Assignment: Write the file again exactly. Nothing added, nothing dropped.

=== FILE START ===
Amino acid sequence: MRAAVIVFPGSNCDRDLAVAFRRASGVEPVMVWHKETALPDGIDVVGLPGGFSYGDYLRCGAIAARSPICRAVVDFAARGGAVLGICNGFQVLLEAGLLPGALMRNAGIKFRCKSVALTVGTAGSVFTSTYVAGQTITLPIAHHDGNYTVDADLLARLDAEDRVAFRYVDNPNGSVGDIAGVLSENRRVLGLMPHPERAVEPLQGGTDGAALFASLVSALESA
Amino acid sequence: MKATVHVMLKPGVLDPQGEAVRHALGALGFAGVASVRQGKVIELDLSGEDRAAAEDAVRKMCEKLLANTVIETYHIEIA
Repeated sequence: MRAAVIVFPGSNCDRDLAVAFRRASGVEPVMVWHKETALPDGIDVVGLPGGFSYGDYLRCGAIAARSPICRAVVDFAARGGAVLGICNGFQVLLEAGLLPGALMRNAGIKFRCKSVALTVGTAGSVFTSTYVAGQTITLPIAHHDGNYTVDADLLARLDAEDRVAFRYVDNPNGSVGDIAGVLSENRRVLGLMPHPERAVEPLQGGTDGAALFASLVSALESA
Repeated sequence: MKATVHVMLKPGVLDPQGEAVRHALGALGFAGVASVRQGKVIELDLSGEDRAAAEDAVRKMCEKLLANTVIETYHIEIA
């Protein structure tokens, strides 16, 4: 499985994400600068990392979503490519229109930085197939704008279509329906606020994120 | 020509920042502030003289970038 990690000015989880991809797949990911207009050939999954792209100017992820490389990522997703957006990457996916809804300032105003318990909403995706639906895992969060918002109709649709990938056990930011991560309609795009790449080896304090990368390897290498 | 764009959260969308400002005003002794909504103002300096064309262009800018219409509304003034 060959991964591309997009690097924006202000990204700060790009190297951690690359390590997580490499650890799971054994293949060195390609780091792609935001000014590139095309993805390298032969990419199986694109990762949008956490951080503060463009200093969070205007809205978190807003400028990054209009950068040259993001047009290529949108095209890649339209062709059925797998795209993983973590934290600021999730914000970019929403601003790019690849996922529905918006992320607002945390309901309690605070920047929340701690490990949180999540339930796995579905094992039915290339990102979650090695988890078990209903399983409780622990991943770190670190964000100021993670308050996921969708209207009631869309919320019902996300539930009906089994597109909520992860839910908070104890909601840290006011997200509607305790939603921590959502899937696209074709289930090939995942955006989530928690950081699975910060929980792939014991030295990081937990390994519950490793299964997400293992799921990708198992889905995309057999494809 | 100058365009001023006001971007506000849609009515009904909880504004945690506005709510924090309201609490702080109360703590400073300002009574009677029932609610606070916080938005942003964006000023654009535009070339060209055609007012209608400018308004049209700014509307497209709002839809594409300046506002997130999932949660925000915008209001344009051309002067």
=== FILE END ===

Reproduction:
Amino acid sequence: MRAAVIVFPGSNCDRDLAVAFRRASGVEPVMVWHKETALPDGIDVVGLPGGFSYGDYLRCGAIAARSPICRAVVDFAARGGAVLGICNGFQVLLEAGLLPGALMRNAGIKFRCKSVALTVGTAGSVFTSTYVAGQTITLPIAHHDGNYTVDADLLARLDAEDRVAFRYVDNPNGSVGDIAGVLSENRRVLGLMPHPERAVEPLQGGTDGAALFASLVSALESA
Amino acid sequence: MKATVHVMLKPGVLDPQGEAVRHALGALGFAGVASVRQGKVIELDLSGEDRAAAEDAVRKMCEKLLANTVIETYHIEIA
Repeated sequence: MRAAVIVFPGSNCDRDLAVAFRRASGVEPVMVWHKETALPDGIDVVGLPGGFSYGDYLRCGAIAARSPICRAVVDFAARGGAVLGICNGFQVLLEAGLLPGALMRNAGIKFRCKSVALTVGTAGSVFTSTYVAGQTITLPIAHHDGNYTVDADLLARLDAEDRVAFRYVDNPNGSVGDIAGVLSENRRVLGLMPHPERAVEPLQGGTDGAALFASLVSALESA
Repeated sequence: MKATVHVMLKPGVLDPQGEAVRHALGALGFAGVASVRQGKVIELDLSGEDRAAAEDAVRKMCEKLLANTVIETYHIEIA
């Protein structure tokens, strides 16, 4: 499985994400600068990392979503490519229109930085197939704008279509329906606020994120 | 020509920042502030003289970038 990690000015989880991809797949990911207009050939999954792209100017992820490389990522997703957006990457996916809804300032105003318990909403995706639906895992969060918002109709649709990938056990930011991560309609795009790449080896304090990368390897290498 | 764009959260969308400002005003002794909504103002300096064309262009800018219409509304003034 060959991964591309997009690097924006202000990204700060790009190297951690690359390590997580490499650890799971054994293949060195390609780091792609935001000014590139095309993805390298032969990419199986694109990762949008956490951080503060463009200093969070205007809205978190807003400028990054209009950068040259993001047009290529949108095209890649339209062709059925797998795209993983973590934290600021999730914000970019929403601003790019690849996922529905918006992320607002945390309901309690605070920047929340701690490990949180999540339930796995579905094992039915290339990102979650090695988890078990209903399983409780622990991943770190670190964000100021993670308050996921969708209207009631869309919320019902996300539930009906089994597109909520992860839910908070104890909601840290006011997200509607305790939603921590959502899937696209074709289930090939995942955006989530928690950081699975910060929980792939014991030295990081937990390994519950490793299964997400293992799921990708198992889905995309057999494809 | 100058365009001023006001971007506000849609009515009904909880504004945690506005709510924090309201609490702080109360703590400073300002009574009677029932609610606070916080938005942003964006000023654009535009070339060209055609007012209608400018308004049209700014509307497209709002839809594409300046506002997130999932949660925000915008209001344009051309002067």